As a car enthusiast, there are a few movies that I hold dear to my heart. There’s Gone in 60 seconds (the original from 1973), Days of Thunder, Ronin, Rush, and, of course, the countless versions of The Fast and the Furious. One of the most legendary films, Bullitt, set the bar very high for car chases. It stars Steve McQueen as Lieutenant Frank Bullitt. He and his fabulous 1968 Ford Mustang GT 390 are involved in a phenomenal chase to try and catch the bad guys and their black Dodge Charger. Steve McQueen did all his own stunts, showcasing his talents both as an actor and a driver.
Any self-respecting car fan, especially those who like American muscle, know the famous car chase scene from this otherwise unexceptional film. So it should come as no surprise that Ford wants to capitalize on this fame, even though they refused to contribute to the film at the time. In fact, the Mustang used in the film was stripped of all its logos at the request of the manufacturer.
The Third of its Kind
Despite this, Ford released a few Bullitt editions of the Mustang in the not-so-distant past. There were the 2001-2003 and 2008-2009 versions that were built in limited quantities and are today highly sought after by collectors. The myth surrounding this car remains, even after all these years. Now, to respect the hierarchy of the bygone version, Ford had no intention of offering a Bullitt version of a GT350 or the upcoming GT500. It’s offered exclusively on the basic Mustang GT, with a few carefully modified and highly characteristic elements.
On the outside—predictably—the colour is the original Dark Highland Green. For those of you that wouldn’t be caught dead in a car that colour, you can order it in black instead. So much for the myth, right? Most diehards would consider it sacrilege to order this car in anything but the original colour. Did you know that, in 2001, Ford dared make a blue Bullitt? It was only offered in the United States and there were just 722 units produced.
The new Bullitt stands out with a unique grille with no fog lights and a slim chrome moulding that matches the window trim. Exclusive black rims and Bullitt logo between the taillights also distinguishes it from other versions. The look is otherwise rather discreet.
Maybe Not so Discreet After All
Starting the engine is anything but discreet. Thanks to the Shelby GT350’s intake manifold and a slightly modified exhaust, it emits a truly captivating sound. Driving around the streets of San Francisco, where the movie Bullitt was filmed, the residents, clearly unimpressed by the roar of this Mustang’s engine, gave us a death stare. But fear not: I had the good sense not to make the tires screech, bounce the tail end or leave a few hundred feet of skid marks on the street like Steve McQueen did 50 years ago.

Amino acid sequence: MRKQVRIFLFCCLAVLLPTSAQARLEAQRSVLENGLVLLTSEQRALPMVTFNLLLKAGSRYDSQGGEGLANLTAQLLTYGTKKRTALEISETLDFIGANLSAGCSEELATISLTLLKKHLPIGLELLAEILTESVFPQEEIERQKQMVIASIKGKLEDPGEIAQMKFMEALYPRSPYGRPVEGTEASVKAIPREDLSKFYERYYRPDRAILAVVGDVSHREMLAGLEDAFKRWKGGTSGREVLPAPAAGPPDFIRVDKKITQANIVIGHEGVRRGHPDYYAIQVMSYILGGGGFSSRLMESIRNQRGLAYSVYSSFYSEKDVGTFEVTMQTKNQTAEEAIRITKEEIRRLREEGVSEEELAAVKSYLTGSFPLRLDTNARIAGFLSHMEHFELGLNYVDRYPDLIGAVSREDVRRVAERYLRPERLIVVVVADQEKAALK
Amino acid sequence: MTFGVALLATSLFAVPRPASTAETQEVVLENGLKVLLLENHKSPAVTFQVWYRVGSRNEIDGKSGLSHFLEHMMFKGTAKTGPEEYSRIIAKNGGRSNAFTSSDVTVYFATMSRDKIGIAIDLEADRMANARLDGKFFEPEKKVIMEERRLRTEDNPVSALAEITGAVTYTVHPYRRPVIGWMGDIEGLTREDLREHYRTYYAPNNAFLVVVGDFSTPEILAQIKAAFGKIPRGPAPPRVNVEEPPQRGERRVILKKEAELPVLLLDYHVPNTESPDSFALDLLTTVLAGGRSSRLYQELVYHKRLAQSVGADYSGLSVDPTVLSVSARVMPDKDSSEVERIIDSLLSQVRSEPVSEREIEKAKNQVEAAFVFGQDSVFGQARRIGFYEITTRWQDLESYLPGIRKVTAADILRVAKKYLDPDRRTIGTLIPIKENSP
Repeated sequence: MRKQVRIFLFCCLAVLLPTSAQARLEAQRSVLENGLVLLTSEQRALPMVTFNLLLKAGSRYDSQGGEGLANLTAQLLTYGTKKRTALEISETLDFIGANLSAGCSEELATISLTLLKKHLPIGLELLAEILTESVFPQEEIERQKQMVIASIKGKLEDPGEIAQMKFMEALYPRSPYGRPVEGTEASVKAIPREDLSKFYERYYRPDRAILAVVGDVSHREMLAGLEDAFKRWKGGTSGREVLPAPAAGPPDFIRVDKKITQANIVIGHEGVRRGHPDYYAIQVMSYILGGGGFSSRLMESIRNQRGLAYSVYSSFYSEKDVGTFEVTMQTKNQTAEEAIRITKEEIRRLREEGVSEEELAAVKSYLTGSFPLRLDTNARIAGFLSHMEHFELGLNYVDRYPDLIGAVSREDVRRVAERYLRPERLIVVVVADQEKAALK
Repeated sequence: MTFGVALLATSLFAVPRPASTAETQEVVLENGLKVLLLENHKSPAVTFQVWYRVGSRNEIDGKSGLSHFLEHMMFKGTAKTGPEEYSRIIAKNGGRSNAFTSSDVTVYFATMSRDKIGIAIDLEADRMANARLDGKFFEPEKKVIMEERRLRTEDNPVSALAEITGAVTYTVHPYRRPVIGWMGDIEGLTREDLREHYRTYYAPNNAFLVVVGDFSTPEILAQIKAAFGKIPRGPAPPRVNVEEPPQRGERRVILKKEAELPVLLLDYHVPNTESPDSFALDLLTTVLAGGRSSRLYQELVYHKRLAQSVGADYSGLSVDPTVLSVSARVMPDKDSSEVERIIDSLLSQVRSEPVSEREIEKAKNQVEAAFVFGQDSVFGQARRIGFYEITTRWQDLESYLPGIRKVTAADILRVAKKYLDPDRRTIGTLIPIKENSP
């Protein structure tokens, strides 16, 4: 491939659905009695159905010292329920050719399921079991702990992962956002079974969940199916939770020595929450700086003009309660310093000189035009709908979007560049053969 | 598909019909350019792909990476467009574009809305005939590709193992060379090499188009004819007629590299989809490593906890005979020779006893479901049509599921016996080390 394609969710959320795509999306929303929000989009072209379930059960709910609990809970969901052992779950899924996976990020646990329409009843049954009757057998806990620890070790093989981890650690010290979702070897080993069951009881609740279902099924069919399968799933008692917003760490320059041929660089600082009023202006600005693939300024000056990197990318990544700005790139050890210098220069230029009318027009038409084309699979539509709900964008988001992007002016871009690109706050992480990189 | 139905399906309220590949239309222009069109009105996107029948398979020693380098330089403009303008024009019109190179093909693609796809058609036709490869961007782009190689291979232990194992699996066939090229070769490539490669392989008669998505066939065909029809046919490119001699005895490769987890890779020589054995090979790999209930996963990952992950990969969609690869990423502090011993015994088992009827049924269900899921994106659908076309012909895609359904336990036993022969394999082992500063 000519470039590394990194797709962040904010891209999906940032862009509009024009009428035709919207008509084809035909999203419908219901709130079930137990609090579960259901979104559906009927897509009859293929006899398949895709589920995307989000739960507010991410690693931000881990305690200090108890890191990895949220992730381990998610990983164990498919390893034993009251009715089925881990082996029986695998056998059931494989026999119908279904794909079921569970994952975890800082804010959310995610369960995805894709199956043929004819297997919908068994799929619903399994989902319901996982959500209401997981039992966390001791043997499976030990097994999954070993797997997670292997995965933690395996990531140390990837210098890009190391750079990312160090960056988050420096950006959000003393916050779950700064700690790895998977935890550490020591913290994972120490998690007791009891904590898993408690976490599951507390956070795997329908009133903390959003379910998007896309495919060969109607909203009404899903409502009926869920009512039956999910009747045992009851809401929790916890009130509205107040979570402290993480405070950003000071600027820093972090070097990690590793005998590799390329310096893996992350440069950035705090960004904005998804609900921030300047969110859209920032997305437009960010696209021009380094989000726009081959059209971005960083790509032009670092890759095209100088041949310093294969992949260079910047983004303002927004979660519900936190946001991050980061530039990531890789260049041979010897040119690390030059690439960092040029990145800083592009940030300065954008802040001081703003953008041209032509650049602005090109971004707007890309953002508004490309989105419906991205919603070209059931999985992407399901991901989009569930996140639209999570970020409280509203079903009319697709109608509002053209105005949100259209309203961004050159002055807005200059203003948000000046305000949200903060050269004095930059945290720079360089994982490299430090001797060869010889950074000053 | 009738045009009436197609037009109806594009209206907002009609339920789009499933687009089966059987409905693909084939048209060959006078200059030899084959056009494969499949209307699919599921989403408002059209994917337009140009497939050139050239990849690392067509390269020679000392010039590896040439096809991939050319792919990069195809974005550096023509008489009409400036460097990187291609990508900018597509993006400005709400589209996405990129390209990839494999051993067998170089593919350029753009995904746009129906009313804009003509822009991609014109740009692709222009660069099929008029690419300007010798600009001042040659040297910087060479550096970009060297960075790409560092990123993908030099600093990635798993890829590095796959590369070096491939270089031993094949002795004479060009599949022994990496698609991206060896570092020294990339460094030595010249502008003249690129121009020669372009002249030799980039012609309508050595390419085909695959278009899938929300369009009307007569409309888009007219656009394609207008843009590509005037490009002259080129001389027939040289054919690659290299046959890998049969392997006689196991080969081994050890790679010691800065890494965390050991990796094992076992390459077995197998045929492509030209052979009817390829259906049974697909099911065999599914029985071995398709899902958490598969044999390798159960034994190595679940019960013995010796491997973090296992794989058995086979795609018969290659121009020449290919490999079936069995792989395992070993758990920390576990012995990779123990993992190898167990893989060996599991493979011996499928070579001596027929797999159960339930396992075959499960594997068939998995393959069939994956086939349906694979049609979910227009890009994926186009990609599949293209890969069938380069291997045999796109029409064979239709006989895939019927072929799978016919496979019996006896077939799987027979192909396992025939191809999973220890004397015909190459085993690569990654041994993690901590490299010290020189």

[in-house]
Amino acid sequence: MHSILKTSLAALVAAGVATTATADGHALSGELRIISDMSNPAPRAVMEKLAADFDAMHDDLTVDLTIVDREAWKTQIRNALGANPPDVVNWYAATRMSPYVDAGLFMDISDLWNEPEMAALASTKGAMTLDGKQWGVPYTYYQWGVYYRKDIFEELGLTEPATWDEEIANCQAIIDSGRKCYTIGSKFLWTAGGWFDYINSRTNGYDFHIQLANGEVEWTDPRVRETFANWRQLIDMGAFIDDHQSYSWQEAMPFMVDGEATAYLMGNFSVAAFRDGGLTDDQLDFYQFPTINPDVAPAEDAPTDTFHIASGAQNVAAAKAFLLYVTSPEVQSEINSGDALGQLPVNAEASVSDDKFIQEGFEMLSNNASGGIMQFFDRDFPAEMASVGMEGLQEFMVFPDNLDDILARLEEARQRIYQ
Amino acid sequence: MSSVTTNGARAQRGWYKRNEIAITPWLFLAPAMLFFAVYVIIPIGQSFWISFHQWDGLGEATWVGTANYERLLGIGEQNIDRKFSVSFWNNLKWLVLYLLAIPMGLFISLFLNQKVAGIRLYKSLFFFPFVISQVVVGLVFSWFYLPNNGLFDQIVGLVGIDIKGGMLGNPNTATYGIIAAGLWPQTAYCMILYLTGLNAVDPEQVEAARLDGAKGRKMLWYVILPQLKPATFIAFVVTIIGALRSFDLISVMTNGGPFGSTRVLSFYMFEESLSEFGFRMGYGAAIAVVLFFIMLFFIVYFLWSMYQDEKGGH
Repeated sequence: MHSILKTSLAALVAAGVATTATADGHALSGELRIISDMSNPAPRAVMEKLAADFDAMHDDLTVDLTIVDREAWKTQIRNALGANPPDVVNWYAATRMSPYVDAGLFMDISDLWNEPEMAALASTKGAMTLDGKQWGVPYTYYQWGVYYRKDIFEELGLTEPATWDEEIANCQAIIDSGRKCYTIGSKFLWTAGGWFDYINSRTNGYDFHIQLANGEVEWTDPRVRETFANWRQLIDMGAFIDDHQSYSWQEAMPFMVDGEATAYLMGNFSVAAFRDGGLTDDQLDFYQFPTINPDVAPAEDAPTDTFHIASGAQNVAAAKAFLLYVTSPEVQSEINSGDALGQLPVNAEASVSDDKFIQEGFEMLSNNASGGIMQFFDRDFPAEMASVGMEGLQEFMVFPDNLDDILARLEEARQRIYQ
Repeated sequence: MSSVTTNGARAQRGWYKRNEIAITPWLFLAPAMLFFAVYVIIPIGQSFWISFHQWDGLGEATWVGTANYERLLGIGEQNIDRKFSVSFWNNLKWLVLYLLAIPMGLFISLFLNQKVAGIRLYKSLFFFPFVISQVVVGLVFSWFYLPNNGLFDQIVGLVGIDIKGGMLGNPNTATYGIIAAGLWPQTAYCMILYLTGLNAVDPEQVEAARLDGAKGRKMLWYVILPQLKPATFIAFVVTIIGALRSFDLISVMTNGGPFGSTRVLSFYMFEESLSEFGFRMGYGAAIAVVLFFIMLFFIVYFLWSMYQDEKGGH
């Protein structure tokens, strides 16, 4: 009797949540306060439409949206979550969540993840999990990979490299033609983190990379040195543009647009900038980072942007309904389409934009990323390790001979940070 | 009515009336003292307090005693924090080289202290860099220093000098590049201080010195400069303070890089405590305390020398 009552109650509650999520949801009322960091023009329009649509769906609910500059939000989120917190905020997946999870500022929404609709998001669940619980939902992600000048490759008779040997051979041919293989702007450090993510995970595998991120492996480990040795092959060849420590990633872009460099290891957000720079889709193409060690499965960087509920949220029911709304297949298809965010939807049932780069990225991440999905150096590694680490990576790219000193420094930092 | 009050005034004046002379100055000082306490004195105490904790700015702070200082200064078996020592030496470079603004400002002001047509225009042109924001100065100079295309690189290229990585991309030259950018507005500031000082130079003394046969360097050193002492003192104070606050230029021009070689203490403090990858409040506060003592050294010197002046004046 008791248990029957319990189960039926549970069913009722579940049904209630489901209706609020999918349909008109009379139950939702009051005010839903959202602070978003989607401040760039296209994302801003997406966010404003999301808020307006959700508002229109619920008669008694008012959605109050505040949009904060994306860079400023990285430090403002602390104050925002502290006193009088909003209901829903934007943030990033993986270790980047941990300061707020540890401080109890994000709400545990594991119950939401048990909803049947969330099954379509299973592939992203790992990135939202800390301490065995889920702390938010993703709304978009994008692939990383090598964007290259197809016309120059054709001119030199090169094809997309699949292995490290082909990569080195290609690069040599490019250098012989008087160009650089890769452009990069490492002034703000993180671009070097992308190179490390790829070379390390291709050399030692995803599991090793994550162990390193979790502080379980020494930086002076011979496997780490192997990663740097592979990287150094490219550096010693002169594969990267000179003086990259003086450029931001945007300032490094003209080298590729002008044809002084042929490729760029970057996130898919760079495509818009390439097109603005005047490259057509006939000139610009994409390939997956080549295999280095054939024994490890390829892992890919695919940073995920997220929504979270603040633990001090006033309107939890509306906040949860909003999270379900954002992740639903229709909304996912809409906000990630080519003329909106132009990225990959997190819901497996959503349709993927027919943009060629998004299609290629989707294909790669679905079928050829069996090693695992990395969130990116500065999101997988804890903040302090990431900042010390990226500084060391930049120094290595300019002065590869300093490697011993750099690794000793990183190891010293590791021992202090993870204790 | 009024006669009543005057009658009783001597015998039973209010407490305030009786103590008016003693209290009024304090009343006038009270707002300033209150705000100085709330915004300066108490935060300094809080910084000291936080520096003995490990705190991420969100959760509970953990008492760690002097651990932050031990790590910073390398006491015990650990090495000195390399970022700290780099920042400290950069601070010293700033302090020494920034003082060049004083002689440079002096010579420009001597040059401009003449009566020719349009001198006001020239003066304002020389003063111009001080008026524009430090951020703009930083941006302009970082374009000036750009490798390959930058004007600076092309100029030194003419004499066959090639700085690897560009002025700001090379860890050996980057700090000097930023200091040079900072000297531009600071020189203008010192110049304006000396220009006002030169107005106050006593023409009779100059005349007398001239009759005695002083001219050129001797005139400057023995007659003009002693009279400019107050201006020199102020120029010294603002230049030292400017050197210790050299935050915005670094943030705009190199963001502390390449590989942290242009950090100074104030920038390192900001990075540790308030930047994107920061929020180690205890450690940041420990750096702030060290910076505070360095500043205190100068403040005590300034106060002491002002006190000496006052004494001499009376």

It goes without saying that driving this edition of the Mustang in the place it was born stirs up a lot of passion. We convincingly pretended to be Lieutenant Bullitt, for a brief moment in time, as scenes from the film flashed in our heads. Few cars are able to inspire that kind of passion.
With 480 horsepower (20 more than the Mustang GT), the Bullitt provides thrills akin to those of an exotic car. The 5.0-litre V8 is ideally paired with an irreproachably precise manual gearbox. Easy to handle, agile and well balanced, this Mustang has a typically American personality while being every bit as agile as an acclaimed German car sold at a higher price. In fact, to get this much performance, you’d easily have to spend $15,000 more at Audi or BMW (S5 or 440i coupes) and sacrifice a lot of thrills. I would add that the instant response of the accelerator constitutes a real asset for this Mustang, while the competition’s throttle lag puts a major damper on fun.
At the wheel, you can set the handling to be user-friendly, really sporty or programmed for straightaway acceleration. Simply select one of the various driving modes to adjust the firmness of the suspension, power management and, of course, the sound of the exhaust. The Bullitt sprints fast, but comes to a halt just as easily thanks to the high-performance, extremely resistant Brembo brakes.
It’s hard to compare the latest Bullitt’s cabin with that of the 1968 Mustang GT 390. Today, it’s so luxurious that it even surpasses the German competition—at least in terms of standard equipment. Heated and ventilated seats, B&O Play sound system, SYNC3 with navigation and leather upholstery are all included, with the only option being the firmer, race-designed Recaro seats. Noteworthy features include a 12-inch programmable central screen that, as soon as you start the vehicle, reminds you in no uncertain terms which car you’re driving. The Bullitt emblem in the middle of the steering wheel confirms it, as does the numbered plaque located above the glove compartment. You’ll also find green stitching that, although subtle, reinforces the car’s personality.
In conclusion, notice that the new Mustang Bullitt is pictured next to the original in the photos. One of the two cars used in the production today belongs to New Jersey resident Sean Kiernan, who inherited it from his father in 2014. He had purchased it in 1974. Kiernan keeps it in its original condition and obviously prefers to rent it (undoubtedly for big bucks) to the folks at Ford rather than sell it to them for an astronomical sum. As a result, the myth of Lieutenant Bullitt, and of Steve McQueen himself, is only growing as the years go by.